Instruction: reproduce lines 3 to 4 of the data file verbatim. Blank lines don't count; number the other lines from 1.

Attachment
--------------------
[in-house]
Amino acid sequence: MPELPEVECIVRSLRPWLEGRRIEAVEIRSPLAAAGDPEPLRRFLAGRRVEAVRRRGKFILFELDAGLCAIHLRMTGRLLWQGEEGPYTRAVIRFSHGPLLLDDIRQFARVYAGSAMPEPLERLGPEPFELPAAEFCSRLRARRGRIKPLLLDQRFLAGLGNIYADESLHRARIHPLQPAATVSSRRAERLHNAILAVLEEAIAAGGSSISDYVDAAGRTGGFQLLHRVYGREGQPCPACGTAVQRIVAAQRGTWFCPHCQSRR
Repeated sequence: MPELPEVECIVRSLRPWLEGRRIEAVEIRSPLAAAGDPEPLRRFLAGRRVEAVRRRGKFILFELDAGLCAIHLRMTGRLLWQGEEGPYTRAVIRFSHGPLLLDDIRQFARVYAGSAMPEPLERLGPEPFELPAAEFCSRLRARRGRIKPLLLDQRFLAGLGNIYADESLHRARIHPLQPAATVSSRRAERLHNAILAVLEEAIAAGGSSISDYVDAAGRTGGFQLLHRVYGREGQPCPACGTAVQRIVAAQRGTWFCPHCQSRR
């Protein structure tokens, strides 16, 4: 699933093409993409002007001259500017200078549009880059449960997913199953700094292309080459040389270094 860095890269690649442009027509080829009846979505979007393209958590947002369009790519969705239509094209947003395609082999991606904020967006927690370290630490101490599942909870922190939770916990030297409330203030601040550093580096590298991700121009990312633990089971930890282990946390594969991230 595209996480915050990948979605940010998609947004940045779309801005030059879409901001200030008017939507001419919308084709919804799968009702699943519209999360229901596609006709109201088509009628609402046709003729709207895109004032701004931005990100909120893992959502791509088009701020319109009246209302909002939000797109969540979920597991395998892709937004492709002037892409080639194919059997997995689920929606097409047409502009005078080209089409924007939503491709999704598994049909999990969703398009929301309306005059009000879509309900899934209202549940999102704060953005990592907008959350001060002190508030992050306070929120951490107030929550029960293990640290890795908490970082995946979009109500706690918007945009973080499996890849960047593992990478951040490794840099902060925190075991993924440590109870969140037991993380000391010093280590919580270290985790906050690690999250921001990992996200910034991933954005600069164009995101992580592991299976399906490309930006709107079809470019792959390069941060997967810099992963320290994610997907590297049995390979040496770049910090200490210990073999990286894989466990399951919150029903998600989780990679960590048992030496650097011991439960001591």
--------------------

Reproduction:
Repeated sequence: MPELPEVECIVRSLRPWLEGRRIEAVEIRSPLAAAGDPEPLRRFLAGRRVEAVRRRGKFILFELDAGLCAIHLRMTGRLLWQGEEGPYTRAVIRFSHGPLLLDDIRQFARVYAGSAMPEPLERLGPEPFELPAAEFCSRLRARRGRIKPLLLDQRFLAGLGNIYADESLHRARIHPLQPAATVSSRRAERLHNAILAVLEEAIAAGGSSISDYVDAAGRTGGFQLLHRVYGREGQPCPACGTAVQRIVAAQRGTWFCPHCQSRR
């Protein structure tokens, strides 16, 4: 699933093409993409002007001259500017200078549009880059449960997913199953700094292309080459040389270094 860095890269690649442009027509080829009846979505979007393209958590947002369009790519969705239509094209947003395609082999991606904020967006927690370290630490101490599942909870922190939770916990030297409330203030601040550093580096590298991700121009990312633990089971930890282990946390594969991230 595209996480915050990948979605940010998609947004940045779309801005030059879409901001200030008017939507001419919308084709919804799968009702699943519209999360229901596609006709109201088509009628609402046709003729709207895109004032701004931005990100909120893992959502791509088009701020319109009246209302909002939000797109969540979920597991395998892709937004492709002037892409080639194919059997997995689920929606097409047409502009005078080209089409924007939503491709999704598994049909999990969703398009929301309306005059009000879509309900899934209202549940999102704060953005990592907008959350001060002190508030992050306070929120951490107030929550029960293990640290890795908490970082995946979009109500706690918007945009973080499996890849960047593992990478951040490794840099902060925190075991993924440590109870969140037991993380000391010093280590919580270290985790906050690690999250921001990992996200910034991933954005600069164009995101992580592991299976399906490309930006709107079809470019792959390069941060997967810099992963320290994610997907590297049995390979040496770049910090200490210990073999990286894989466990399951919150029903998600989780990679960590048992030496650097011991439960001591």